Staten Island
82 Lamberts Lane
Staten Island, NY 10314

301 E 17th St.
New York, NY 10003

Eastpointe Integrated Healthcare
2373 Hwy. 36 Atlantic Highlands,
New Jersey 07716

Brielle Integrated Healthcare
629 Higgins Ave. Brielle,
New Jersey 08730

Metropolitan Surgical Institute (MSI)
540 Bordentown Ave, 2nd Fl. South Amboy,
New Jersey 08879


Hand & Wrist

The trained experts at iOrtho treat a variety of conditions involving problems with the hand and wrist, select a condition below to learn more.

Carpal Tunnel

If you have CTS, your fingers may feel swollen and stiff even though they are not noticeably swollen. You may wake up at night with numb hands that you must “shake out” before going back to sleep. During the day, your hands and fingers may tingle and you could experience reduced grip strength. In some untreated cases of CTS, hand muscles have been known to atrophy. Others experience an inability to distinguish cold or hot using their fingers or palm. Ultimately, people with neglected, severe carpal tunnel syndrome may lose had function and will often require surgery

Causes of Carpal Tunnel Pain

  • Congenital predispositions, such as the carpal tunnel being narrower than normal
  • Work stress (spending hours at a keyboard, constant use of vibrating, hand-held devices/tools, assembly/piecework)
  • Tumor or cyst within the carpal tunnel canal
  • Sprain or fracture to the wrist that induces swelling
  • Menopause or pregnancy-related fluid retention
  • Certain diseases have also been correlated with development of carpal tunnel syndrome, such as hypothyroidism, osteoarthritis, diabetes and autoimmune disorders.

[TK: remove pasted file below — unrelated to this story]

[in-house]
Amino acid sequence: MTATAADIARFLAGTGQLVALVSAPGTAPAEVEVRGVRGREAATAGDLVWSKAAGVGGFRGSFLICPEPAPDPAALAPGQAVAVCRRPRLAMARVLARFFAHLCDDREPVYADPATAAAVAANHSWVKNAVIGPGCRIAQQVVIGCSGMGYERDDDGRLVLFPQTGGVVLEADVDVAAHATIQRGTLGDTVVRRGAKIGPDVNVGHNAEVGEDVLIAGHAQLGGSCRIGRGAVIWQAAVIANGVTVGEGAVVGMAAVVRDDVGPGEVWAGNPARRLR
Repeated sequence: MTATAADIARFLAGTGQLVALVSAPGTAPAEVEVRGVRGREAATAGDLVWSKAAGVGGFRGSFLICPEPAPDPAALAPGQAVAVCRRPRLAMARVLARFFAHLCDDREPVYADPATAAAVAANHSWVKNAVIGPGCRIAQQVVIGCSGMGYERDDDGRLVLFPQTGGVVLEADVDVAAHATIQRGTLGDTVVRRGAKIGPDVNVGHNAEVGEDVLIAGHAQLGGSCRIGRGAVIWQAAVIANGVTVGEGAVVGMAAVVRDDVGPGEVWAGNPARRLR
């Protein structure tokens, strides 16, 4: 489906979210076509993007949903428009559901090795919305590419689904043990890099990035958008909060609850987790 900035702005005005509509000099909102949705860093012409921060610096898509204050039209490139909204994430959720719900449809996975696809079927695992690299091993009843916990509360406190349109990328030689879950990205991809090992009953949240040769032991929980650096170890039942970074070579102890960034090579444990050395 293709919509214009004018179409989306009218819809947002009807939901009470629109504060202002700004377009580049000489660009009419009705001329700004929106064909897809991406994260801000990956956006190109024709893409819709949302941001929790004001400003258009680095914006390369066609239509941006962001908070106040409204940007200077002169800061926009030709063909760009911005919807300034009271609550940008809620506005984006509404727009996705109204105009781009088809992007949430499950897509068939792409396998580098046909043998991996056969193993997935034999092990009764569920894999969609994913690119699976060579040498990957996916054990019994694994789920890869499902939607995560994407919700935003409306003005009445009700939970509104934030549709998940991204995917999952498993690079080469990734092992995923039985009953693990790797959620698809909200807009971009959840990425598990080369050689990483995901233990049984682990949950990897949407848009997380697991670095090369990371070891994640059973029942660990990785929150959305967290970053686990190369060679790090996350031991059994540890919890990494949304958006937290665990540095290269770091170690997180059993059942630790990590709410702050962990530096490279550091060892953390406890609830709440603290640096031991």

• Women have a higher risk than men of suffering carpal tunnel syndrome because the carpal tunnel may be narrower in women than in men. Primarily occurring in adults, CTS almost always affects the dominant hand.

If you’re experiencing carpal tunnel pain, contact iOrtho for a screening appointment.

Trigger Finger

Trigger Finger, also known as stenosing tenosynovitis is a condition that causes pain, stiffness, and a sensation of locking or catching when you bend and straighten your finger. Caused by the inflammation and narrowing of the tendon sheath (the protective covering of the tendon) or the formation of nodules within the tendon itself. Although all fingers can experience this condition, the ring finger and thumb are most often affected.

Causes of Trigger Finger Pain

  • Inflammation of the flexor tendons
  • Nodules or lumps on the tendon
  • Overuse or repetitive strain
  • Underlying medical conditions
  • Age and hormonal changes
  • Occupational factors (repetitive hand and finger movements)
  • Previous trauma/injury to the hand or fingers
  • Genetic predisposition


If you are experiencing symptoms of trigger finger, contact iOrtho for a screening appointment.


Hand fractures occur to the phalanges (small finger bones) or the metacarpals (long hand bones). Signs of a possible fracture in the hand or fingers can resemble severe sprains or “jammed” fingers.

Swelling, tenderness, pain, stiffness, deformity of one or more fingers or an inability to move fingers are classic signs that you may have a hand fracture. Shortened fingers, or a finger that clearly crosses its neighboring finger when you make a half-fist, are additional symptoms of a possible hand fracture. Depressed knuckles are usually observed in a type of fracture called a “boxer’s fracture,” which involves a break in the long bone under your little finger (fifth metacarpal).

If you think you have a hand fracture, visit our Staten Island office for immediate orthopedic care – no appointment needed Monday through Friday, 8-4PM.

If you suspect you have pain in any of these areas, it's important to consult a medical professional for a proper diagnosis and appropriate management.